Happy start of spring, everybody!
The view outside of the window by my tank is starting to look greener, and my coworkers tell me that the early spring wildflowers are beginning to bloom. That means that it’s time to be on the lookout for my friends, the wood frogs, to start emerging from their winter rest.
Wood frogs are one of the earliest species of frogs to come out in the spring. They are able to do this because of their special physiology. When winter arrives, wood frogs burrow into the leaf litter of forests and meadows, rather than hibernating in the mud underwater like other types of frogs. Since they are very close to the surface, they are exposed to freezing temperatures just like the rest of the plants and animals out in the open.
Normally, this would be a major problem for an amphibian, but wood frogs have a special super-power! They are able to freeze and thaw without the ice damaging their muscles and organs. A special antifreeze-like chemical protects their heart and lungs, but up to 65% of the water in the rest of the body will freeze solid! When the temperatures start to rise again with spring, they are able to quickly thaw out and become active faster than other amphibians, who are still buried beneath cold waterways.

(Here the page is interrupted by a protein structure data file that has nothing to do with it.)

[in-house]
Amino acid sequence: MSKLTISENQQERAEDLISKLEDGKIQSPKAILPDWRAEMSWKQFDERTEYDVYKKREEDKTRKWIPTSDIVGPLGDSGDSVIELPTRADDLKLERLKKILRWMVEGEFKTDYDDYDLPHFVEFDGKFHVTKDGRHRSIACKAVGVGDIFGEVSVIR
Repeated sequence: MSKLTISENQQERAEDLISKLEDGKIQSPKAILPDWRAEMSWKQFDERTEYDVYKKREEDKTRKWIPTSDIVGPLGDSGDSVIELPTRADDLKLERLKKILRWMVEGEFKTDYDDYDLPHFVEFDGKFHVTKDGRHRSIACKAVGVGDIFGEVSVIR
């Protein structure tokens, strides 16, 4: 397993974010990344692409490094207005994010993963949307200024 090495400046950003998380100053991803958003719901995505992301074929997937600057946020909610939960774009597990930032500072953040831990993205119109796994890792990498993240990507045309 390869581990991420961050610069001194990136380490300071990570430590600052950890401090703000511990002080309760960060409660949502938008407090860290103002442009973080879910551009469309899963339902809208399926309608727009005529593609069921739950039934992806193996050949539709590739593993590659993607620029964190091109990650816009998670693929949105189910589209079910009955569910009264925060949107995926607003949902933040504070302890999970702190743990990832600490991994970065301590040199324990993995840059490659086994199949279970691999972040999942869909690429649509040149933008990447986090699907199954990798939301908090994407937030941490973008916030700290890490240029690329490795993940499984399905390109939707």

You can identify them by their pale brown color, with a dark mask-like stripe from their nose to their eyes. However, the best way to find them is often to follow your ears! The males make loud quacking sounds during the breeding season to attract mates, and these calls can be heard from quite a distance (check out our video below).
Their preferred habitat is forests and other wooded areas, as well as marshes and meadows. Here in the park, we often see wood frogs in the Beech Forest and Frog Pond. They love to lay their eggs in small seasonally-flooded areas called vernal pools. In fact, my coworkers have been working hard to improve habitat for wood frogs in the park by building them new vernal pools for breeding. You can spot one new pool currently under construction next to the millrace by the dam.
If you are out in the park and see or hear a wood frog, be sure to stop by the Visitor Center to let my coworkers know! They keep track of the number of breeding frogs every year to make sure the population is healthy and stable.